In a career spanning more than three decades, Craig Raine has been as dynamically involved in the literary scene as any writer since Ezra Pound. He has successfully inhabited the roles of avant-garde poet, critic, editor, mentor and committed champion of young authors. Until now, however, he has never tried to channel his many talents into writing a novel.

Heartbreak consists of about 30 discrete narratives, sewn together by the theme of the title and by the voice of an intrusive narrator. Based mostly in Oxford and London, and in the worlds of academia and the media, the stories portray a narrow cross-section of middle-class English society.
There is a lot of sex (most of it loveless, none of it lovingly described); a lot of betrayal; a lot of middle-aged men "fucking" much younger women; a lot of musing on everything from sentimentality to sexual fantasy; and an awful lot of talk about writers and writing.

Raine presumably hoped to fashion out of this material something like the free-form, philosophical novels of Milan Kundera (of which he is a vocal admirer). But evidently that is a tough thing to achieve; and in Kundera's case it is made possible only by the charm of his characters, and by his own apparent delicacy and sensitivity - all three of which qualities Heartbreak lacks.

As a novelist, Raine comes close to realising the precise opposite of negative capability. It soon becomes clear that the narrator of Heartbreak should be identified straightforwardly with the author himself. On the first page of the novel, he tells us that Richard Curtis is not only "the scriptwriter of Four Weddings and a Funeral", but also "my ex-pupil". He goes on to direct our attention to two articles published in Areté (the literary magazine that he edits) and to talk about his relationships with the Czech poet Miroslav Holub and William Golding's widow.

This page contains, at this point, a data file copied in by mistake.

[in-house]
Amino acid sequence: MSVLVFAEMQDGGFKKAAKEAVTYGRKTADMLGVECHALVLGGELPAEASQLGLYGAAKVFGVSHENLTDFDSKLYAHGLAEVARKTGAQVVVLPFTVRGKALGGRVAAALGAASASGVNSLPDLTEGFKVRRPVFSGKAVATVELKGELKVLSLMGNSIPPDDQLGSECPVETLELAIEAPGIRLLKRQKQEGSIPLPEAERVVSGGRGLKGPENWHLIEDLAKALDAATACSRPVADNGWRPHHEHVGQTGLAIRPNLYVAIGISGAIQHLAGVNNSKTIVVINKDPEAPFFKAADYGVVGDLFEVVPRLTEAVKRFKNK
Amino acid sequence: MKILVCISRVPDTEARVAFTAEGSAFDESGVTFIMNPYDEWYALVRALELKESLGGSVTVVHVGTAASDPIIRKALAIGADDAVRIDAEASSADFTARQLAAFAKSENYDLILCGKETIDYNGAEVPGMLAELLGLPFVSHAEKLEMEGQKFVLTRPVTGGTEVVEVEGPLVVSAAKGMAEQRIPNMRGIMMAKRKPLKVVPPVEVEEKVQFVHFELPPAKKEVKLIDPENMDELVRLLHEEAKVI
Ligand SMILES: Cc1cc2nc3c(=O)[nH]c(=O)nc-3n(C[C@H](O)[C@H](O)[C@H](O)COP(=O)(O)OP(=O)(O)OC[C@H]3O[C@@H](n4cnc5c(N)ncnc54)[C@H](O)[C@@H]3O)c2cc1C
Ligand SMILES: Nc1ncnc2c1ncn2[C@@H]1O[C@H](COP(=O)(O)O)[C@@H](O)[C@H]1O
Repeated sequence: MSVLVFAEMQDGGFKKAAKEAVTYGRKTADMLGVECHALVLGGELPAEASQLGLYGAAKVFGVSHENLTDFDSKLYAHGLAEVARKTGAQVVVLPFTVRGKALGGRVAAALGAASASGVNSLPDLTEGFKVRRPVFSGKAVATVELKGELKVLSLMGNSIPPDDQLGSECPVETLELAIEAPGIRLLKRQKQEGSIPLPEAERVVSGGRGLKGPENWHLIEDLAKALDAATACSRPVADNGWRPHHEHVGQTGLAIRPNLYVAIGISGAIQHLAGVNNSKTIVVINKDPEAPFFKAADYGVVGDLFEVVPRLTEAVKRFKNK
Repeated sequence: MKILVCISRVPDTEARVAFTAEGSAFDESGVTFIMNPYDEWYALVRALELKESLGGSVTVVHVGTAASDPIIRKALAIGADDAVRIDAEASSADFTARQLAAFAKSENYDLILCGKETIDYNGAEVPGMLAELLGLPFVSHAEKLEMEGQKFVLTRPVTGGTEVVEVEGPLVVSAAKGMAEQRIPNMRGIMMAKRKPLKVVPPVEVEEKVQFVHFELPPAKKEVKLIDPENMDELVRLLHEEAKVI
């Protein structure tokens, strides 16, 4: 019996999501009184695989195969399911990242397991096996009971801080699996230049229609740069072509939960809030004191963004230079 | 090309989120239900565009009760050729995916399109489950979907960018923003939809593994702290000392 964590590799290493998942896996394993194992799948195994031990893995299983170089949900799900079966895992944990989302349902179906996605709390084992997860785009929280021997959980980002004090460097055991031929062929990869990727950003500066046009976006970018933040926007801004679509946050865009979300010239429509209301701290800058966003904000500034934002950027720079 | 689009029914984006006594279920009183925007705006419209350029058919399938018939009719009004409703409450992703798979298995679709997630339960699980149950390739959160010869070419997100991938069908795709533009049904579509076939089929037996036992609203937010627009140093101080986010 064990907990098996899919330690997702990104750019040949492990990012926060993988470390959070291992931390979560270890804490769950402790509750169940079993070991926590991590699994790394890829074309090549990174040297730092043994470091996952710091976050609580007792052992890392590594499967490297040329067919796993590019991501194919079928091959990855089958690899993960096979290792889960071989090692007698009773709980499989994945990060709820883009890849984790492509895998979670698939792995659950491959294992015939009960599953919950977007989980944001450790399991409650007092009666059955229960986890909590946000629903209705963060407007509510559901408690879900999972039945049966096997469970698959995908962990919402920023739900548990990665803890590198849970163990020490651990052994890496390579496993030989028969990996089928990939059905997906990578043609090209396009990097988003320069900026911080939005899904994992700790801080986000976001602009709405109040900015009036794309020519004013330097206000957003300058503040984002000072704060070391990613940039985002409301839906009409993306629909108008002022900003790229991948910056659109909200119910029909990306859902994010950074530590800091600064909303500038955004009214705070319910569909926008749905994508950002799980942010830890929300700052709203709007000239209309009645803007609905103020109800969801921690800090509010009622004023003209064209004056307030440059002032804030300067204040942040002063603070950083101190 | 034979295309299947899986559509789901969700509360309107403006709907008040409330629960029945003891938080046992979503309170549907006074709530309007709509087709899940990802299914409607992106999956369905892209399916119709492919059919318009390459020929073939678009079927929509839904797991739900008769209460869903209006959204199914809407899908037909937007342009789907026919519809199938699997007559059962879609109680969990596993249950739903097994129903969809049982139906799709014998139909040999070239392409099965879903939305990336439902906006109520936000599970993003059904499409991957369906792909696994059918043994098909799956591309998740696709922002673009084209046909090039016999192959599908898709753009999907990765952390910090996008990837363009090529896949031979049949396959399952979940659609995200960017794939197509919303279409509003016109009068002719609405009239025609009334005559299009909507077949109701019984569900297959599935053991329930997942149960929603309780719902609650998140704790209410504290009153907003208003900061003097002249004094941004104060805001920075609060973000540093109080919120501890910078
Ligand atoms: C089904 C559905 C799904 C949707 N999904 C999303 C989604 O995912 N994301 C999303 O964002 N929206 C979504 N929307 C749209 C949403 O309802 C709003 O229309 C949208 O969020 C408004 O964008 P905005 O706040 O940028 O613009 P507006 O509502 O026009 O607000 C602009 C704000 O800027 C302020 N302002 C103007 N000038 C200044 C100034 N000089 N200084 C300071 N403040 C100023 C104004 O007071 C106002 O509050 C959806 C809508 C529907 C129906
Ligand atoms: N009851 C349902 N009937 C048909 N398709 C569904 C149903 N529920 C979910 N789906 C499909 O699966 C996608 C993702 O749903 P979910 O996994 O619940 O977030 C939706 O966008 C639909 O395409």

Since Raine-the-narrator is the only character present throughout the novel (its very last word is "me") and since he is accorded most of the
insights and jokes (such as they are), it is fair to describe him as its hero. But a number of Raine substitutes crop up among the minor characters, too. When one particularly Raine-like figure (an Oxford don who has a son at the Dragon School and whose favourite poet is T S Eliot) is given the name Rex, the narcissism of the project becomes difficult to ignore. Raine's perspective on the world, as exhibited here, is reminiscent of the scene in Spike Jonze's film Being John Malkovich in which Malkovich goes through a portal to his own mind and enters a landscape peopled entirely by his clones.

Raine appears to be indifferent as to whether the stories in Heartbreak work as fiction (his treatment of such basic elements of the novel as scene-setting and character­isation is entirely cursory); their main purpose is to provide a supporting framework for his thoughts on various subjects. This is a book in which a simple narrative sentence such as "She began to cry" is closely followed by a page of grand essayistic sentences such as "We need a poetics of crying" and "Wilfred Owen talks about the eternal reciprocity of tears".

Not only do these authorial comments rob the individual stories in which they occur of any power to convince or move, but they are unedifying in their own right. It is simply wrong to claim, as Raine does, that "tears come with a non-negotiable, fixed-rate moral currency". We all know, after all, what is meant by crocodile tears.

Even the things we might have expected Raine to do rather well - physical detail, metaphors - he mishandles here. The word "fizz" in the sentence "A fine fizz of sweat could be seen at her blonde hairline" is less inventive than it is bizarre; a phrase such as “an astonishment of lips" (used to describe a woman's labia) sounds quite good, but is literally meaningless; and anyone whose "arsehole" looks very much like "a dark pink peach stone" should seek medical help.

The dialogue is just as affected. A kind of syntactical stutter attempts to do the work of conveying the natural rhythms of speech. A teenager says to her middle-aged lover: "You are lucky at your age, bloody lucky, to be having nooky with a slip like me." A middle-aged man asks his teenage lover: "Am I imagining this, or is your fanny more - how can I put this indelicate matter delicately? - even more hirsute than formerly, if that is physically possible?"

Raine is a good poet and an excellent critic, but, on the evidence of Heartbreak, he is a far less accomplished novelist. His publishers have done him no favours at all in accepting this book.

This article first appeared in the 05 July 2010 issue of the New Statesman, The cult of the generals